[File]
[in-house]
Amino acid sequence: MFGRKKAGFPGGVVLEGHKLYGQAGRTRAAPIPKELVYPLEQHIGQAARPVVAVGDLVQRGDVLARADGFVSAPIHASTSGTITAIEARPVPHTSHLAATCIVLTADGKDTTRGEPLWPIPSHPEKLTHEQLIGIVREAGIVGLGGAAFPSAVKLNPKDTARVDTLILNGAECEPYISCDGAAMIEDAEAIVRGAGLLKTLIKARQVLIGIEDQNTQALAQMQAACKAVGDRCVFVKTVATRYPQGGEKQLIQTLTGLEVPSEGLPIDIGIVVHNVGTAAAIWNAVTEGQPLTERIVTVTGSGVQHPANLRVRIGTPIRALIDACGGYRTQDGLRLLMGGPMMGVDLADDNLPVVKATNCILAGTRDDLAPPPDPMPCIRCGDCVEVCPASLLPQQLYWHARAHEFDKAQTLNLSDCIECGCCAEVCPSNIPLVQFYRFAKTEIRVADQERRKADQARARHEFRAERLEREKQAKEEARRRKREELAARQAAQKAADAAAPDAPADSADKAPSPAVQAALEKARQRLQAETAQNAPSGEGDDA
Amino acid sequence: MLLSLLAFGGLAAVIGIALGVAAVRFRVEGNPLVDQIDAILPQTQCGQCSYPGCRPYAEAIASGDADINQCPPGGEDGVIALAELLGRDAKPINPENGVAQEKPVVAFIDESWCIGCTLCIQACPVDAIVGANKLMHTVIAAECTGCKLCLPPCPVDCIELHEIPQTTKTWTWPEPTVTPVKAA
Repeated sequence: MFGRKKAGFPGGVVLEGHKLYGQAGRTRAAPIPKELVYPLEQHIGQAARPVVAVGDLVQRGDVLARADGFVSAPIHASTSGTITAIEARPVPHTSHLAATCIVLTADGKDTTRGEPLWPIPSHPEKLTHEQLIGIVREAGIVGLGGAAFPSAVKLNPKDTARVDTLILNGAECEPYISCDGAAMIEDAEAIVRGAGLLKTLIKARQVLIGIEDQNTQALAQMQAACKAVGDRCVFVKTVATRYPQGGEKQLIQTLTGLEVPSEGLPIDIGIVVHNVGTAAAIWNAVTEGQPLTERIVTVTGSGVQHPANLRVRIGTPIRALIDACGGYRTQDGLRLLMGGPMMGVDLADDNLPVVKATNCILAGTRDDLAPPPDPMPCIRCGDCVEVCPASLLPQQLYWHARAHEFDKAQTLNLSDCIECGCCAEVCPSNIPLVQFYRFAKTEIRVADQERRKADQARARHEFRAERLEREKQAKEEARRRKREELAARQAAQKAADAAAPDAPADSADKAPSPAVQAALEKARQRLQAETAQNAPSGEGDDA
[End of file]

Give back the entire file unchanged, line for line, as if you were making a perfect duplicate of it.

[in-house]
Amino acid sequence: MFGRKKAGFPGGVVLEGHKLYGQAGRTRAAPIPKELVYPLEQHIGQAARPVVAVGDLVQRGDVLARADGFVSAPIHASTSGTITAIEARPVPHTSHLAATCIVLTADGKDTTRGEPLWPIPSHPEKLTHEQLIGIVREAGIVGLGGAAFPSAVKLNPKDTARVDTLILNGAECEPYISCDGAAMIEDAEAIVRGAGLLKTLIKARQVLIGIEDQNTQALAQMQAACKAVGDRCVFVKTVATRYPQGGEKQLIQTLTGLEVPSEGLPIDIGIVVHNVGTAAAIWNAVTEGQPLTERIVTVTGSGVQHPANLRVRIGTPIRALIDACGGYRTQDGLRLLMGGPMMGVDLADDNLPVVKATNCILAGTRDDLAPPPDPMPCIRCGDCVEVCPASLLPQQLYWHARAHEFDKAQTLNLSDCIECGCCAEVCPSNIPLVQFYRFAKTEIRVADQERRKADQARARHEFRAERLEREKQAKEEARRRKREELAARQAAQKAADAAAPDAPADSADKAPSPAVQAALEKARQRLQAETAQNAPSGEGDDA
Amino acid sequence: MLLSLLAFGGLAAVIGIALGVAAVRFRVEGNPLVDQIDAILPQTQCGQCSYPGCRPYAEAIASGDADINQCPPGGEDGVIALAELLGRDAKPINPENGVAQEKPVVAFIDESWCIGCTLCIQACPVDAIVGANKLMHTVIAAECTGCKLCLPPCPVDCIELHEIPQTTKTWTWPEPTVTPVKAA
Repeated sequence: MFGRKKAGFPGGVVLEGHKLYGQAGRTRAAPIPKELVYPLEQHIGQAARPVVAVGDLVQRGDVLARADGFVSAPIHASTSGTITAIEARPVPHTSHLAATCIVLTADGKDTTRGEPLWPIPSHPEKLTHEQLIGIVREAGIVGLGGAAFPSAVKLNPKDTARVDTLILNGAECEPYISCDGAAMIEDAEAIVRGAGLLKTLIKARQVLIGIEDQNTQALAQMQAACKAVGDRCVFVKTVATRYPQGGEKQLIQTLTGLEVPSEGLPIDIGIVVHNVGTAAAIWNAVTEGQPLTERIVTVTGSGVQHPANLRVRIGTPIRALIDACGGYRTQDGLRLLMGGPMMGVDLADDNLPVVKATNCILAGTRDDLAPPPDPMPCIRCGDCVEVCPASLLPQQLYWHARAHEFDKAQTLNLSDCIECGCCAEVCPSNIPLVQFYRFAKTEIRVADQERRKADQARARHEFRAERLEREKQAKEEARRRKREELAARQAAQKAADAAAPDAPADSADKAPSPAVQAALEKARQRLQAETAQNAPSGEGDDA